(Angela Lubrano / Livepix)

REVIEW: Fleetwood Mac @ The O2

A blissful opening hour of punchy self-confidence is undermined by Stevie Nicks and Lindsey Buckingham’s strange stage intimacy – they need Christine McVie to make it all gel.

(Angela Lubrano / Livepix)
(Angela Lubrano / Livepix)

O2 Arena, London
* * * * (4 out of 5 stars)

Those who have watched just a small selection of the many documentaries about Fleetwood Mac will know their two singer-songwriters, Lindsey Buckingham and Stevie Nicks, don’t have a lot to do with each other. In one, Nicks said she’d never even been to her ex’s house. But the narrative of the group insists they must forever be remembered as the tragic, star-crossed lovers, and so they are last on stage at the O2, strolling on hand in hand; during Sara they coo choruses to each other, then embrace and slow dance as the song comes to an end.

What makes this forced intimacy even odder is that without the third songwriter, Christine McVie – who seems likely to make a cameo appearance at their next two O2 shows – the dichotomy between the pair’s writing is so stark. Buckingham’s songs, for all their melodic beauty, are often harsh and angry, and his between-songs banter could have been scripted by a therapist; Nicks’s are soft and pillowy, a Laurel Canyon prefiguring of goth, and her chat is rambling and charming.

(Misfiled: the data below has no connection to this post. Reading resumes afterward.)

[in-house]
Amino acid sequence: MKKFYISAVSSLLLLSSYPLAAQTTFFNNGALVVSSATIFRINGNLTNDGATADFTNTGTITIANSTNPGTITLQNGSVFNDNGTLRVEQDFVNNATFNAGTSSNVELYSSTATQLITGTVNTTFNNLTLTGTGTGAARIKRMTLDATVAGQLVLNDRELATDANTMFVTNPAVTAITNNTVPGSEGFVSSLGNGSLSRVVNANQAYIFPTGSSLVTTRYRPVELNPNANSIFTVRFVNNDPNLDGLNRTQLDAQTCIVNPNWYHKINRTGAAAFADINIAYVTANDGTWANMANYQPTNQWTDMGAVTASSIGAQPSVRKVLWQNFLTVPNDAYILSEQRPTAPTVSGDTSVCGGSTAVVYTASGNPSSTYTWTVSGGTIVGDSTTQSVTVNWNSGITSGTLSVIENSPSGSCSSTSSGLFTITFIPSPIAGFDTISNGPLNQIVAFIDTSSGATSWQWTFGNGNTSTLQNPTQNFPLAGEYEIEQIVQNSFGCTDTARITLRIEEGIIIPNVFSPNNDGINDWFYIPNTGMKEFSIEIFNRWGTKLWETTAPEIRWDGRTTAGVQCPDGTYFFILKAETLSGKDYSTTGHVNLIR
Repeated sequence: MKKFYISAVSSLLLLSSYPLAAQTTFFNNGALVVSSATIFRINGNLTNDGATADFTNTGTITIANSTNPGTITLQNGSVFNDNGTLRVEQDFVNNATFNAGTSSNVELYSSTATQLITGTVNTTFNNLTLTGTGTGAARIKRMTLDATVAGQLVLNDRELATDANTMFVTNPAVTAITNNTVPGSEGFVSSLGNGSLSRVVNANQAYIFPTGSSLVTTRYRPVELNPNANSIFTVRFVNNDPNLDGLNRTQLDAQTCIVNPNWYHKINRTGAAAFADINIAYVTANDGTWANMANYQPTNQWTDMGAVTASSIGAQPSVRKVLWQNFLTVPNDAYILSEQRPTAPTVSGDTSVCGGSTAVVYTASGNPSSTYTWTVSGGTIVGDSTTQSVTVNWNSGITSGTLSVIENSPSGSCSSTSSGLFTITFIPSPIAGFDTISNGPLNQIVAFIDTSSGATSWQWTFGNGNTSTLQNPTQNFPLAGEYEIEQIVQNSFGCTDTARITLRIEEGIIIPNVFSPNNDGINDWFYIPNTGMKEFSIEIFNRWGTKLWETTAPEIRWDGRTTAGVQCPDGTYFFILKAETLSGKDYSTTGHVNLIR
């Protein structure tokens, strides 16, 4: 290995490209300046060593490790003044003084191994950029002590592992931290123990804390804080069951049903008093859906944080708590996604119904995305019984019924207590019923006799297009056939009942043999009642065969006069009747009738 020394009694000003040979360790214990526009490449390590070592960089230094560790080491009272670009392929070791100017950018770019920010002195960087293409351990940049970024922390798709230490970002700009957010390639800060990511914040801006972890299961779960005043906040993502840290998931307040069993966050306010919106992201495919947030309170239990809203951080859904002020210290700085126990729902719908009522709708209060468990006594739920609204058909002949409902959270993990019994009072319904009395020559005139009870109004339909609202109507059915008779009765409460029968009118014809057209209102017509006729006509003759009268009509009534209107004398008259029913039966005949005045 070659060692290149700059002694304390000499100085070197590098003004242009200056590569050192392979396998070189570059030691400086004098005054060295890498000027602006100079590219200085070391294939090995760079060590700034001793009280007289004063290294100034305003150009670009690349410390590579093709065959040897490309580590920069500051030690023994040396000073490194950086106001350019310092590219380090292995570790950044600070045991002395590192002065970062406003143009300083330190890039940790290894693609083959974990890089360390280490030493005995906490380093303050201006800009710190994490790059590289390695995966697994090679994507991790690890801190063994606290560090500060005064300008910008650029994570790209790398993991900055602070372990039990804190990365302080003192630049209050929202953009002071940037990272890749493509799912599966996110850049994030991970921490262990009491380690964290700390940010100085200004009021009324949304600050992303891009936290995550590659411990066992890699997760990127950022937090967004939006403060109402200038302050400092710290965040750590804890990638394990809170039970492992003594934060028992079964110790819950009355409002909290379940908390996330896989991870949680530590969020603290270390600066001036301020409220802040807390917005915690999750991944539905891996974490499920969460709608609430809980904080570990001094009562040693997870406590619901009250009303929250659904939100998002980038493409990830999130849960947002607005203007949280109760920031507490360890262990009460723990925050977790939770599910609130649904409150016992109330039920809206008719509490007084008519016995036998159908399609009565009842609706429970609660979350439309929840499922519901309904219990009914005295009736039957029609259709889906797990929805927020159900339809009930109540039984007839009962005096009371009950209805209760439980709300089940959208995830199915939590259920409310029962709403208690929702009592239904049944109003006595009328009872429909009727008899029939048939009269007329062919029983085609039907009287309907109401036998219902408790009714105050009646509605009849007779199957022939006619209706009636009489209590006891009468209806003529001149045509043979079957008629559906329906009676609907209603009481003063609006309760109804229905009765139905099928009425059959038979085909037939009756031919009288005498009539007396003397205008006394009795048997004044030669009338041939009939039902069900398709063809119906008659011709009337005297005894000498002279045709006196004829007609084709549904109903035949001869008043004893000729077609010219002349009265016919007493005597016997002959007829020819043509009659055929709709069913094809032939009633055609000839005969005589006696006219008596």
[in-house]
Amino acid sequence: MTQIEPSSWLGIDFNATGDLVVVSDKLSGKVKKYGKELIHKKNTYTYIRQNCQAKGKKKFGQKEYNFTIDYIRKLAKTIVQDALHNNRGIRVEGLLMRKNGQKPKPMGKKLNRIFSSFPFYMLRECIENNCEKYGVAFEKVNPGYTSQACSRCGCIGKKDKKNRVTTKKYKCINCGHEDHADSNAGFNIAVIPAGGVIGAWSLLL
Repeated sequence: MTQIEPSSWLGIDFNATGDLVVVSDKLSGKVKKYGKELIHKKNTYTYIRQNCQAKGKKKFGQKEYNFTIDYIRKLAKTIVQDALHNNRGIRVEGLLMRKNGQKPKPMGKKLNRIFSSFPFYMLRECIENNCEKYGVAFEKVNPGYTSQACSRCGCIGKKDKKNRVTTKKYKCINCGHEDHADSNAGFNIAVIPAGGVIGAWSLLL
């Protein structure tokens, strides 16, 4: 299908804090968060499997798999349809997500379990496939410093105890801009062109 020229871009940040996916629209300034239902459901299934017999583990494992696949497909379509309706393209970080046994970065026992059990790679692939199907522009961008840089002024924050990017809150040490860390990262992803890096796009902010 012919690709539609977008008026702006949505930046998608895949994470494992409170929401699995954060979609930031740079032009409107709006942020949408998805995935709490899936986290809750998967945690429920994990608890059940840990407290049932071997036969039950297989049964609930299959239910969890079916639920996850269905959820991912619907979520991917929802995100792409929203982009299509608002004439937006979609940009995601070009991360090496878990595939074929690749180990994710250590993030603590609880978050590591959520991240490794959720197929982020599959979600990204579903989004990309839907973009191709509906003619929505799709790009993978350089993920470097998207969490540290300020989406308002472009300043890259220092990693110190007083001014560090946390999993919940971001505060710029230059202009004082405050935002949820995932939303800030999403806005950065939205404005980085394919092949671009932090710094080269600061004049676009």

Nevertheless, for the opening hour, it’s blissful – an opening of trio of “Second Hand News,” “The Chain” and “Dreams” is jaw-dropping in its self-confidence. Nicks may no longer be able to reach the high notes of “Rhiannon,” but the song’s construction is sturdy enough to survive the removal of its ornaments. And a one-two punch from the extraordinary 1979 album Tusk is simply jaw-dropping: “Not That Funny” echoes around the vast room like an invitation to step outside, and Tusk itself is eerie and uneasy and wonderful.

But there’s a distinct and rather long sag as the main set winds down – looking down from the top tier, one can see mobile phones being checked on the floor as “I’m So Afraid” meanders on – and the relief that greets “Don’t Stop” is palpable. It’s a victory in the end, but it’s a set that would be so much stronger at half an hour shorter.

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Michael Hann / The Guardian (UK) / Wednesday, September 25, 2013

European tour dates

20 Sep O2 Dublin Dublin, Ireland
21 Sep O2 Dublin Dublin, Ireland
24 Sep O2 Arena London, Great Britain
25 Sep O2 Arena London, Great Britain
27 Sep O2 Arena London, Great Britain
29 Sep LG Arena Birmingham, Great Britain
01 Oct Manchester Arena Manchester, Great Britain
03 Oct Hydro Glasgow, Great Britain
06 Oct Lanxess Arena Cologne, Germany
07 Oct Ziggo Dome Amsterdam, Netherlands
09 Oct Sport Palais Antwerp, Belguim
11 Oct Percy Paris, France
13 Oct Hallenstadion Zurich, Switzerland
14 Oct Schleyerhalle Stuttgart, Germany
16 Oct O2 World Berlin, Germany
18 Oct Jyske Bank Boxen Herning, Denmark
20 Oct Oslo Spektrum Oslo, Norway
23 Oct Globen Stockholm, Sweden
26 Oct Ziggo Dome Amsterdam, Netherlands

New Release

Stevie Nicks, Stand Back 1981-2017, compilation

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